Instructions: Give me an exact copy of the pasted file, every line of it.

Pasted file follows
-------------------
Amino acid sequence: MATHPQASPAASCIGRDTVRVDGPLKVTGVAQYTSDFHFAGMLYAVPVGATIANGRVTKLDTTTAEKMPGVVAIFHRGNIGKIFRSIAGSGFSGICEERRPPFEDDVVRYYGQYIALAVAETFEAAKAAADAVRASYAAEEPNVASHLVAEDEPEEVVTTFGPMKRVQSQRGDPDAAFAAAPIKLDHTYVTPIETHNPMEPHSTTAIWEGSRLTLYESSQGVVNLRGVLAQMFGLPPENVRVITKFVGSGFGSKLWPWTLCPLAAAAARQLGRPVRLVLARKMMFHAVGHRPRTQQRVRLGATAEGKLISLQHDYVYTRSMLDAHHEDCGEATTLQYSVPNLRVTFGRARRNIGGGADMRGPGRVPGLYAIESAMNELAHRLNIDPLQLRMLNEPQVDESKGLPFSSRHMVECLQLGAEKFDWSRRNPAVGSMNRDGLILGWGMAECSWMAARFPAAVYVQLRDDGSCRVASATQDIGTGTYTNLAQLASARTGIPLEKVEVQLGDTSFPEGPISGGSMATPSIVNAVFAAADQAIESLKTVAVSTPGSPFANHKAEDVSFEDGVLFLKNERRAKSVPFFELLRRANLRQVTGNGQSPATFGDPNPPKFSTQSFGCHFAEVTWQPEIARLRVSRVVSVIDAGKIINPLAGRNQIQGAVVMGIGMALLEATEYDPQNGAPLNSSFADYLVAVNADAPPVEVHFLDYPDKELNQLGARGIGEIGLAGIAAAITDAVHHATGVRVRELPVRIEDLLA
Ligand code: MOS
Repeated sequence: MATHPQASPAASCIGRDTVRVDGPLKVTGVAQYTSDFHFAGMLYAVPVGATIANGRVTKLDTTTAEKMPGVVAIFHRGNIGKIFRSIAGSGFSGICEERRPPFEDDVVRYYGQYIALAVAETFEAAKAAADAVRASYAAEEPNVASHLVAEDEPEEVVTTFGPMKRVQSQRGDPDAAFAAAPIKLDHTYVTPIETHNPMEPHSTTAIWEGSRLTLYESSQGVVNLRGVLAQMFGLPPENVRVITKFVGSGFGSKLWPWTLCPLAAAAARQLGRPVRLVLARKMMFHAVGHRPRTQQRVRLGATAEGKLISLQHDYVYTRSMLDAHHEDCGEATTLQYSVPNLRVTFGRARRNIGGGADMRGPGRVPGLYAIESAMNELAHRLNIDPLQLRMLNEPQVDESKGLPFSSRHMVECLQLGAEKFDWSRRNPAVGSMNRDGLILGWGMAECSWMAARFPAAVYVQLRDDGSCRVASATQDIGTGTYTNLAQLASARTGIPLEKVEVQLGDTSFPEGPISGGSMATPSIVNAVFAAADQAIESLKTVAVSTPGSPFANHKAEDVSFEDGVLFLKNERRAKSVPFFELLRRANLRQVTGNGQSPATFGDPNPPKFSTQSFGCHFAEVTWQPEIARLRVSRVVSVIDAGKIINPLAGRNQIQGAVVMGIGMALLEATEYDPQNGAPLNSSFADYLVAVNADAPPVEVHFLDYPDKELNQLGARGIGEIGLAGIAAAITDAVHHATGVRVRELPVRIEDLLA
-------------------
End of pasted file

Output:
Amino acid sequence: MATHPQASPAASCIGRDTVRVDGPLKVTGVAQYTSDFHFAGMLYAVPVGATIANGRVTKLDTTTAEKMPGVVAIFHRGNIGKIFRSIAGSGFSGICEERRPPFEDDVVRYYGQYIALAVAETFEAAKAAADAVRASYAAEEPNVASHLVAEDEPEEVVTTFGPMKRVQSQRGDPDAAFAAAPIKLDHTYVTPIETHNPMEPHSTTAIWEGSRLTLYESSQGVVNLRGVLAQMFGLPPENVRVITKFVGSGFGSKLWPWTLCPLAAAAARQLGRPVRLVLARKMMFHAVGHRPRTQQRVRLGATAEGKLISLQHDYVYTRSMLDAHHEDCGEATTLQYSVPNLRVTFGRARRNIGGGADMRGPGRVPGLYAIESAMNELAHRLNIDPLQLRMLNEPQVDESKGLPFSSRHMVECLQLGAEKFDWSRRNPAVGSMNRDGLILGWGMAECSWMAARFPAAVYVQLRDDGSCRVASATQDIGTGTYTNLAQLASARTGIPLEKVEVQLGDTSFPEGPISGGSMATPSIVNAVFAAADQAIESLKTVAVSTPGSPFANHKAEDVSFEDGVLFLKNERRAKSVPFFELLRRANLRQVTGNGQSPATFGDPNPPKFSTQSFGCHFAEVTWQPEIARLRVSRVVSVIDAGKIINPLAGRNQIQGAVVMGIGMALLEATEYDPQNGAPLNSSFADYLVAVNADAPPVEVHFLDYPDKELNQLGARGIGEIGLAGIAAAITDAVHHATGVRVRELPVRIEDLLA
Ligand code: MOS
Repeated sequence: MATHPQASPAASCIGRDTVRVDGPLKVTGVAQYTSDFHFAGMLYAVPVGATIANGRVTKLDTTTAEKMPGVVAIFHRGNIGKIFRSIAGSGFSGICEERRPPFEDDVVRYYGQYIALAVAETFEAAKAAADAVRASYAAEEPNVASHLVAEDEPEEVVTTFGPMKRVQSQRGDPDAAFAAAPIKLDHTYVTPIETHNPMEPHSTTAIWEGSRLTLYESSQGVVNLRGVLAQMFGLPPENVRVITKFVGSGFGSKLWPWTLCPLAAAAARQLGRPVRLVLARKMMFHAVGHRPRTQQRVRLGATAEGKLISLQHDYVYTRSMLDAHHEDCGEATTLQYSVPNLRVTFGRARRNIGGGADMRGPGRVPGLYAIESAMNELAHRLNIDPLQLRMLNEPQVDESKGLPFSSRHMVECLQLGAEKFDWSRRNPAVGSMNRDGLILGWGMAECSWMAARFPAAVYVQLRDDGSCRVASATQDIGTGTYTNLAQLASARTGIPLEKVEVQLGDTSFPEGPISGGSMATPSIVNAVFAAADQAIESLKTVAVSTPGSPFANHKAEDVSFEDGVLFLKNERRAKSVPFFELLRRANLRQVTGNGQSPATFGDPNPPKFSTQSFGCHFAEVTWQPEIARLRVSRVVSVIDAGKIINPLAGRNQIQGAVVMGIGMALLEATEYDPQNGAPLNSSFADYLVAVNADAPPVEVHFLDYPDKELNQLGARGIGEIGLAGIAAAITDAVHHATGVRVRELPVRIEDLLA